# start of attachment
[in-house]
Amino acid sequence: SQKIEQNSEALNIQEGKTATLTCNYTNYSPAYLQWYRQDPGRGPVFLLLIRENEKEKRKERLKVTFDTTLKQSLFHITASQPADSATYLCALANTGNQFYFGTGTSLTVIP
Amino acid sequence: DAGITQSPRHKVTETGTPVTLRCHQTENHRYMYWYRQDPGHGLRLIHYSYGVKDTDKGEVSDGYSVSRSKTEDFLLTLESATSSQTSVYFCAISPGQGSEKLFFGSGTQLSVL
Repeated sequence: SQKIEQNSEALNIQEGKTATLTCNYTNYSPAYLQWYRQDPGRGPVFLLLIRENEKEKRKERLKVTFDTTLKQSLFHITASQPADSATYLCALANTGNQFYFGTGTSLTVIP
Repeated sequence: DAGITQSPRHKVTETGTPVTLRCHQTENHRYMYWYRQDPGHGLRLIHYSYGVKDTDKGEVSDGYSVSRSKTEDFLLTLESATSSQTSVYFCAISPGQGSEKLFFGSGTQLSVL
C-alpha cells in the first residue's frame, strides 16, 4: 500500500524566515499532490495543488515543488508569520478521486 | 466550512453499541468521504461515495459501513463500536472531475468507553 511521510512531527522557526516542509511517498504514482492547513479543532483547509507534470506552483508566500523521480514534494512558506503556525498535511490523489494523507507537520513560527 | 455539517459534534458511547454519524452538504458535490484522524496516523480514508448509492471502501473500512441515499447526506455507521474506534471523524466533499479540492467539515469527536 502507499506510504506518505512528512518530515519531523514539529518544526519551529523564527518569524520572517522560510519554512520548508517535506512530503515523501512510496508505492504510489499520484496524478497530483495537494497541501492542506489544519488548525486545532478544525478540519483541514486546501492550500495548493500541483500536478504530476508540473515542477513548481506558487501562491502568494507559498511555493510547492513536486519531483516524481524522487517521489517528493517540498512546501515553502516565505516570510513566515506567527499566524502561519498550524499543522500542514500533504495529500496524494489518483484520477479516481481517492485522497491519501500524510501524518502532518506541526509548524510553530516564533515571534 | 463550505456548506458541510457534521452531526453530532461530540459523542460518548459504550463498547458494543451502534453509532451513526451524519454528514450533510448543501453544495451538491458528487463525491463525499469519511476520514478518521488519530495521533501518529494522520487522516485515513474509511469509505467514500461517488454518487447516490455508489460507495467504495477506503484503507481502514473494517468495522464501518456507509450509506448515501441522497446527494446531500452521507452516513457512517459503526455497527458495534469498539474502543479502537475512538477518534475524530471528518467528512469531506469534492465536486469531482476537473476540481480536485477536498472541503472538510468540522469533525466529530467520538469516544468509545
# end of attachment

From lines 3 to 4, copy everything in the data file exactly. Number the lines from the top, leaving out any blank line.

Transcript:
Amino acid sequence: DAGITQSPRHKVTETGTPVTLRCHQTENHRYMYWYRQDPGHGLRLIHYSYGVKDTDKGEVSDGYSVSRSKTEDFLLTLESATSSQTSVYFCAISPGQGSEKLFFGSGTQLSVL
Repeated sequence: SQKIEQNSEALNIQEGKTATLTCNYTNYSPAYLQWYRQDPGRGPVFLLLIRENEKEKRKERLKVTFDTTLKQSLFHITASQPADSATYLCALANTGNQFYFGTGTSLTVIP